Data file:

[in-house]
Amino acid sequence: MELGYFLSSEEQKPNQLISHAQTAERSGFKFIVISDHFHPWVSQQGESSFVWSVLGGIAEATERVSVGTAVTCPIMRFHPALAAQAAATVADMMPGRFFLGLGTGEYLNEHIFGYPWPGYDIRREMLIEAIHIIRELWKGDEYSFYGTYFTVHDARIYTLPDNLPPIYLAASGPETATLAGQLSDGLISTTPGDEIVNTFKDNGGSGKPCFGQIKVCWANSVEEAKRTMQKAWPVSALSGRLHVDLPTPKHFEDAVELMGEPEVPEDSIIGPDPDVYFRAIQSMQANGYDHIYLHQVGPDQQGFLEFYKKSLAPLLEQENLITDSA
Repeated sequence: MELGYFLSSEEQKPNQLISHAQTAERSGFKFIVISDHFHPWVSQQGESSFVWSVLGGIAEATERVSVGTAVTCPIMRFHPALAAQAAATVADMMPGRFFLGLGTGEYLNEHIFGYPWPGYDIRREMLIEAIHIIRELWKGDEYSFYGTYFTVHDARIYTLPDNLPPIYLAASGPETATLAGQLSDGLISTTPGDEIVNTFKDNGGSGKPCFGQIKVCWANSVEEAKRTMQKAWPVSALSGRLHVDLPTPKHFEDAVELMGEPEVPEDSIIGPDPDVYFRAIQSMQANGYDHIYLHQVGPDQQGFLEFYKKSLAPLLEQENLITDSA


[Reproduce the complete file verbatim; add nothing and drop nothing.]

[in-house]
Amino acid sequence: MELGYFLSSEEQKPNQLISHAQTAERSGFKFIVISDHFHPWVSQQGESSFVWSVLGGIAEATERVSVGTAVTCPIMRFHPALAAQAAATVADMMPGRFFLGLGTGEYLNEHIFGYPWPGYDIRREMLIEAIHIIRELWKGDEYSFYGTYFTVHDARIYTLPDNLPPIYLAASGPETATLAGQLSDGLISTTPGDEIVNTFKDNGGSGKPCFGQIKVCWANSVEEAKRTMQKAWPVSALSGRLHVDLPTPKHFEDAVELMGEPEVPEDSIIGPDPDVYFRAIQSMQANGYDHIYLHQVGPDQQGFLEFYKKSLAPLLEQENLITDSA
Repeated sequence: MELGYFLSSEEQKPNQLISHAQTAERSGFKFIVISDHFHPWVSQQGESSFVWSVLGGIAEATERVSVGTAVTCPIMRFHPALAAQAAATVADMMPGRFFLGLGTGEYLNEHIFGYPWPGYDIRREMLIEAIHIIRELWKGDEYSFYGTYFTVHDARIYTLPDNLPPIYLAASGPETATLAGQLSDGLISTTPGDEIVNTFKDNGGSGKPCFGQIKVCWANSVEEAKRTMQKAWPVSALSGRLHVDLPTPKHFEDAVELMGEPEVPEDSIIGPDPDVYFRAIQSMQANGYDHIYLHQVGPDQQGFLEFYKKSLAPLLEQENLITDSA